The result is a map of the lunar surface between 80 degrees northern and southern latitude that shows 136,610 rockfalls with diameters of more than two and a half meters. "For the first time, this map enables us to systematically analyze the occurrence and causes of rockfalls on another celestial body", says Dr. Urs Mall from MPS.
Previously, scientists had assumed that lunar quakes in particular were responsible for the displacement of boulders. The new global map of rockfalls indicates that impacts from asteroids may play a much more important role. They are apparently - directly or indirectly - responsible for more than 80 percent of all observed rockfalls.
"Most of the rockfalls are found near crater walls," says Prof. Dr. Simon Loew of ETH Zurich. Some of the boulders are displaced soon after the impact, others much later. The researchers hypothesize that impacts cause a network of cracks that extend in the underlying bedrock. Parts of the surface can thus become unstable even after very long periods of time.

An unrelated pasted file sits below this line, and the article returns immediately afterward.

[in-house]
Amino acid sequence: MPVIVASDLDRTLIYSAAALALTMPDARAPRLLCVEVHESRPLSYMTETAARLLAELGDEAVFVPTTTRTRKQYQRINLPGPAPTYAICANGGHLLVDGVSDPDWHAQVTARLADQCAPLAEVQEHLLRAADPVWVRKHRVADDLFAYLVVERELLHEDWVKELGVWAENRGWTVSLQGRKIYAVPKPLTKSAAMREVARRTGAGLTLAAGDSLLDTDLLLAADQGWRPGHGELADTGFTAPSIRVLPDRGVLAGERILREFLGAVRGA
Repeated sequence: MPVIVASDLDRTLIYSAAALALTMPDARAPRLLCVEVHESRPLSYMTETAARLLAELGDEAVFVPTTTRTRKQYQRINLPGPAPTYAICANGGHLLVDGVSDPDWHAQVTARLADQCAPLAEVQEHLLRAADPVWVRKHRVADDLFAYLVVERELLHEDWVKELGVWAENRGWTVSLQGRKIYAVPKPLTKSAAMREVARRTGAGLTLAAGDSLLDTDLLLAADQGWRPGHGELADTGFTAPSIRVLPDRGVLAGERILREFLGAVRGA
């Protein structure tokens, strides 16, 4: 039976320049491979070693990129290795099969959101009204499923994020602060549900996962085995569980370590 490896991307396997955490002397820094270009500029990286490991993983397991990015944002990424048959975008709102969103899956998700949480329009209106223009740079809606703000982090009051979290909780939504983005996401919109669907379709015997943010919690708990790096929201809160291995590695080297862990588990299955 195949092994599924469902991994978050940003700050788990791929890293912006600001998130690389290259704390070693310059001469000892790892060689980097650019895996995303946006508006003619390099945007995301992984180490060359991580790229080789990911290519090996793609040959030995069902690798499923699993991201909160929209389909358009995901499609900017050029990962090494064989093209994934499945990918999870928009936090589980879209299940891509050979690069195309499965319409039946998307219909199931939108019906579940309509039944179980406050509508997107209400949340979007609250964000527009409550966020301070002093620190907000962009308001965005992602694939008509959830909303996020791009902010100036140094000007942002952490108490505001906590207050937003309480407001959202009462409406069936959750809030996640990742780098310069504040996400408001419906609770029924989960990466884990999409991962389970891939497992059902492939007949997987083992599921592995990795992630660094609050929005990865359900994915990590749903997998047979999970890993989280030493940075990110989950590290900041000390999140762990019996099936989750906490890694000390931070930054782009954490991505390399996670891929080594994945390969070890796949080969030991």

Surprisingly, even in the oldest lunar landscapes, which formed up to 4 billion years ago or even earlier, traces of rockfall events can be found. Since such imprints would typically disappear after a few million years, these surfaces are apparently still subject to erosion through rockfall, even billions of years after they were formed.
"Apparently, impacts influence and modify the geology of a region over very, very long time scales," says Bickel. The results also suggest that very old surfaces on other airless bodies such as Mercury or the large asteroid Vesta may still be evolving as well.